A portrait of a woman in an office setting.

Breast implants were invented in Houston in 1962. Our city has been the implant capital ever since.

“More than 330,000 women a year get implants in America,” says Dr. Jessica Rose, a plastic surgeon affiliated with Memorial Hermann-Texas Medical Center.

But if you have implants or are considering them, you may have concerns.

Sharing answers to patients’ most-asked questions are Dr. Rose and Emily K. Robinson, MD, FACS, a general surgeon affiliated with Memorial Hermann-Texas Medical Center.

Q: If I have implants, can I breastfeed without harming my child?

A: There is no danger. “Research shows implants have no effect on breastfeeding,” Dr. Robinson says. “Most implants are placed beneath the chest –AKA pectoralis–muscles.”

Neither milk ducts nor nerves are harmed.

But if you’ve had a mastectomy and reconstruction, the loss of breast tissue and milk glands makes breast feeding from that side impossible.

Q: Am I at a higher risk for breast cancer, and can I get mammograms and do proper self-exams?

A: Self-exams will be unaltered. After implants are placed, most mammograms cannot view the chest wall behind the implant—about 30% of the breast. Dr. Rose recommends seeking a mammogram center that offers Eklund views. These are able to push the implant out of the way to get a better image.

If you have a strong family history of breast cancer, you may choose to rethink plans of getting augmentation, Dr. Robinson says. If you do get implants and then get cancer, “radiation can cause scar tissue around the implant to contract, which may cause uncomfortable tightness in your chest wall muscles.”

Q: Could my implants burst and hurt my health?

A: “They can, but they aren’t harmful if they do,” Dr. Rose says.

According to Dr. Rose, implants have vastly improved since their early days, when the silicone shell was thinner and filler was less cohesive.

“Early implants were more prone to rupture, and the silicone used to run out like liquid cement everywhere,” says Dr. Rose.

Fears in the 1990s that breast augmentation could lead to connective tissue autoimmune disorders, such as lupus, were proved unfounded in an Institute of Medicine study in 1999.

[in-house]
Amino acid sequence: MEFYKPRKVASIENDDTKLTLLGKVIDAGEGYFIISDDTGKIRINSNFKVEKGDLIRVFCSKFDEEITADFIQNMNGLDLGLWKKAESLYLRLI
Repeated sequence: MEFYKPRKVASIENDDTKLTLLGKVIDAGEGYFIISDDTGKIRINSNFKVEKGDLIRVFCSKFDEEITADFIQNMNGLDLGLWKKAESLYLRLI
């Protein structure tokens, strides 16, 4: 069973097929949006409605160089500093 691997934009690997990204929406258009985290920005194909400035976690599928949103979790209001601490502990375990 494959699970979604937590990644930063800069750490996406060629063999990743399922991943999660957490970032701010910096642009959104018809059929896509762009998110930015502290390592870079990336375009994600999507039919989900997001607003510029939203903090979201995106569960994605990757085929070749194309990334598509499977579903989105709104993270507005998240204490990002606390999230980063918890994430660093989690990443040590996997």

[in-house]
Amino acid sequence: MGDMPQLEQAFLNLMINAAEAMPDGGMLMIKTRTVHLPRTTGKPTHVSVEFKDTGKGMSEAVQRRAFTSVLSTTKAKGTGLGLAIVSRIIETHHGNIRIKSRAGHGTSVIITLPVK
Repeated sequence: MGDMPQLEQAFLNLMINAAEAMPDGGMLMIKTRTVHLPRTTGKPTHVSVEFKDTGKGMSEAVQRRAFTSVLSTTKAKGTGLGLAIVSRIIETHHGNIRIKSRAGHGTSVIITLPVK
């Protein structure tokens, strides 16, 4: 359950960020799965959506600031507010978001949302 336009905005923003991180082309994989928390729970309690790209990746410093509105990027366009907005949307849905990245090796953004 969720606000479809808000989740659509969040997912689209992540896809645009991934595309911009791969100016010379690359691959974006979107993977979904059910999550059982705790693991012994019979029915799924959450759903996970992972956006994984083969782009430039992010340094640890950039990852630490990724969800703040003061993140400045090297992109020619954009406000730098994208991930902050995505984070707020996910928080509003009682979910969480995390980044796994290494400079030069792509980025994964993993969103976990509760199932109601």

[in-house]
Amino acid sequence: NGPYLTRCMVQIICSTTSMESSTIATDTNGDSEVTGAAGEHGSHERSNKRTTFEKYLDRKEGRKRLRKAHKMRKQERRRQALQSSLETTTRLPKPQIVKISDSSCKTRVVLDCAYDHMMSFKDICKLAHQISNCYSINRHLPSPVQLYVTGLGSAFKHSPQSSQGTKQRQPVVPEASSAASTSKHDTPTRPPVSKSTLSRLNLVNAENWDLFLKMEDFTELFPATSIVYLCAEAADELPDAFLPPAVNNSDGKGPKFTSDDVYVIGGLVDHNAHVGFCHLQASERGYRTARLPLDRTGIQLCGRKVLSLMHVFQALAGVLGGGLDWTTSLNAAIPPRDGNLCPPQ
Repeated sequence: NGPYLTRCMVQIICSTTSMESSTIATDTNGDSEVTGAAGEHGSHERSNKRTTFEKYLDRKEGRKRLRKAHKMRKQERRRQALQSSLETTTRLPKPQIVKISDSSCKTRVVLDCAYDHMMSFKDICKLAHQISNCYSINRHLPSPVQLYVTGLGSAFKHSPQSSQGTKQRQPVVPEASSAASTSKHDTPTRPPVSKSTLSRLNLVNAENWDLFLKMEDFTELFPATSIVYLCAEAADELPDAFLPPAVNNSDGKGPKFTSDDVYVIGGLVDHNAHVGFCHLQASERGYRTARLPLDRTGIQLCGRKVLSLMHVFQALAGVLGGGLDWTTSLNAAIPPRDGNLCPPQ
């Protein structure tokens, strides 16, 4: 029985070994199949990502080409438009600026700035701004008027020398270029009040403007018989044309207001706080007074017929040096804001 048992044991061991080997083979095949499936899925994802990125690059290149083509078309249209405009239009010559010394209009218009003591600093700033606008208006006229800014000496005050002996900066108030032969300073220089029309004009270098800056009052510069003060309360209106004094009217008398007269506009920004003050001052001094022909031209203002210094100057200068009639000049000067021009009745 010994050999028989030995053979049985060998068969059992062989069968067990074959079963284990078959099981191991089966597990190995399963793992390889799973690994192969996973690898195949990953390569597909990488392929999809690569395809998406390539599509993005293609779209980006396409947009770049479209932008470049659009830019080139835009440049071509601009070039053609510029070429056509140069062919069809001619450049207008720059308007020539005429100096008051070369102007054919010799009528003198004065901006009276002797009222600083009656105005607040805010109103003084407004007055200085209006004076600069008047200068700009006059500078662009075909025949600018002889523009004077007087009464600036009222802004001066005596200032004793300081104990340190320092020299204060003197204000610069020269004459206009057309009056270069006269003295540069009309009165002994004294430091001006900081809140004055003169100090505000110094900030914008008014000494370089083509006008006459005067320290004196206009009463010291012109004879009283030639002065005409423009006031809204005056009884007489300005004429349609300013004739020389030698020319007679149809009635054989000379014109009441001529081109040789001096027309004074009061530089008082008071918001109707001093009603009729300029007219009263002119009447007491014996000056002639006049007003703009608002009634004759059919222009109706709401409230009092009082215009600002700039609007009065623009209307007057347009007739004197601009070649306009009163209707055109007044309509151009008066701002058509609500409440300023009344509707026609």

The latest implants contain a thick gel, earning them the nickname of “gummy bear” implants. “When they leak, the gel remains in place,” Dr. Rose says.

Still, women should have yearly follow-ups with their plastic surgeon and be checked for ruptures via MRIs, or magnetic resonance imaging that uses a magnetic field and radio waves to form images. An MRI should be three years after augmentation and then every two years after that, she says.

Q: Will I lose sensation in my breasts?

A: Numbness is temporary while your body heals post-surgery, unless you’re getting implants after a mastectomy. As part of the removal of breast tissue in cancer patients, sensory nerves may be severed, Dr. Rose says.

But if reconstruction uses tissue from your body rather than implants, nerves within the tissue can be reconnected to help restore sensitivity.

Q: Can I have natural looking implants?

A: Yes.

“There are hundreds of available devices to choose from,” Dr. Rose says. Your doctor can help review options, including saline versus silicone or round versus the more natural tear-drop shape.

Q: What problems may I face down the road and will I need to replace my implants?

A: “If your implants aren’t bothering you or leaking, there’s no reason to replace them,” Dr. Robinson says. If you notice lumps, a decrease in size or increase in pain or numbness, alert your surgeon.

Anytime a patient gets breast augmentation, there will be some scar tissue—known as capsular contracture—around the implant, since it’s a foreign object put in the body, Dr. Rose says.

The resulting tightening could be uncomfortable or visibly distort the breast. “Frequently, though, the scars are soft and not bothersome,” Dr. Rose says.

A greater concern can be if you notice fluid buildup around your implants. According to Dr. Robinson, this could be a sign of an extremely rare cancer, called breast implant-associated anaplastic large-cell lymphoma. Your surgeon can aspirate the fluid and test it for the cancer.

So get checked out by your surgeon yearly—and enjoy your new curves.

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